One week until the Jan. 6th public hearings begin, and judging just by the leaked stories we've seen, they're shaping up to be real bombshells. Last night, Anderson Cooper had NSA-trained data analyst and former GOP congressman Denver Riggleman as his guest to explain how he's been analyzing Mark Meadows text messages -- and what he's learned. It's not reassuring for democracy.
"Former White House chief of staff Mark Meadows have been a key source of information as he provided thousands of text messages to the committee. How valuable has the information he provided been to covering how extensive the attempts to overturn the election were?" Cooper asked.
"My team was the first to actually see the Meadows text messages when we are able to link the number of names together and we got the thousand text messages," Riggleman said.
"What I think people will understand is how horrible they are. I have to tell you this, Anderson, my amusement turned into horror when I saw some of the language being used. I had to get away from my computer a couple of times as I was looking at these text messages. It's almost a road map. Mark Meadows is the MVP for the committee. They should pay him. The data we got actually allowed us to structure the investigation."
Cooper asked how they connected the text messages to names.
"Congressman was just my cover," Riggleman said.
"My background was in the intelligence community for 20 years. I was trained in NSA and I was trained with Air Force special projects. When they brought me on, Liz and the Pelosi team, they understand I had this background that was very unique for somebody in Congress. So I wrote the contracts for the phone record team and the contract for the open source intelligence research team. Put the funding together because I was the CEO and I did do program management for those types of programs.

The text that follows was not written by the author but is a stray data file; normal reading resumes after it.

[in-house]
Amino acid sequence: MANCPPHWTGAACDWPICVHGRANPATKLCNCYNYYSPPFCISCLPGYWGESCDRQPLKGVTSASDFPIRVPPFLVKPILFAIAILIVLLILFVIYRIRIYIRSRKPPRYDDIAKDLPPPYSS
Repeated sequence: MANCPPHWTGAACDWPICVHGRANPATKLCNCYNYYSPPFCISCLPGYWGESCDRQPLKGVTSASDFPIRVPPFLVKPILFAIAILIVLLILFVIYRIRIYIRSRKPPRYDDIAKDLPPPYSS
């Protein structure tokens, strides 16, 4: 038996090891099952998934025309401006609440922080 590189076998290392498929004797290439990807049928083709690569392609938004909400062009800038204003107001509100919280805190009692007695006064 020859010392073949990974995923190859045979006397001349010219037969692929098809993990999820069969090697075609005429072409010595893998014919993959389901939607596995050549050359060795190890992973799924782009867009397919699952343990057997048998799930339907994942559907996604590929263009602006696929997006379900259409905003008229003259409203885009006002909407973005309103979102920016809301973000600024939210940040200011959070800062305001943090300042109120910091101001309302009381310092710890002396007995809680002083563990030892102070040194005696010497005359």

"I was able to hand pick those teams. All these people have been helping with these contracts with these analysis and contracts are the best individuals I have ever met. We had to build an unclassified lab that tried to mimic a classified lab. We were able to do that on a limited budget and I am very proud," he said.
He said they were effective in linking data to thousands of names, helping to write the subpoenas and detail records and identifying other high value assets "that were in the ecosystem at that time."
"You said right before that you were so troubled by what you saw that you had to step away from your computer. What did you mean? What did you see that was so troubling?" Cooper asked.
"I think, and I said before, you start with, can people can actually believe these things? I was looking at former colleagues that were sending horrific things what I would say foreign disinformation videos from YouTube, Rumble or Parler, I was looking at things that was like a holy war within the text messages themselves," Riggleman said.
"These are members of Congress," Cooper said.